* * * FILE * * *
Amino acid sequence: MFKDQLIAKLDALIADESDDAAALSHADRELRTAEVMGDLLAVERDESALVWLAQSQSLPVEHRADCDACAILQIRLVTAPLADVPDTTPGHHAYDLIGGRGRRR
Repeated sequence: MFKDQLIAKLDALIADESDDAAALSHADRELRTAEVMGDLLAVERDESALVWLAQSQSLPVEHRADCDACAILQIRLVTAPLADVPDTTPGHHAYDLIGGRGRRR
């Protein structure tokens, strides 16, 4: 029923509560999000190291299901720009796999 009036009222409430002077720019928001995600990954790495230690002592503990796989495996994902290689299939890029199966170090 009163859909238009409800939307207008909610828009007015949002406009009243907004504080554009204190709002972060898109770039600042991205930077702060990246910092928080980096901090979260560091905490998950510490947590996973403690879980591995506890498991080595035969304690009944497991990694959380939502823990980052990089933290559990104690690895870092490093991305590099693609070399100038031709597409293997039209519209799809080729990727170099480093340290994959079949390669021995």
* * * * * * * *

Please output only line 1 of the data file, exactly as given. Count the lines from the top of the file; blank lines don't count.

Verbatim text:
Amino acid sequence: MFKDQLIAKLDALIADESDDAAALSHADRELRTAEVMGDLLAVERDESALVWLAQSQSLPVEHRADCDACAILQIRLVTAPLADVPDTTPGHHAYDLIGGRGRRR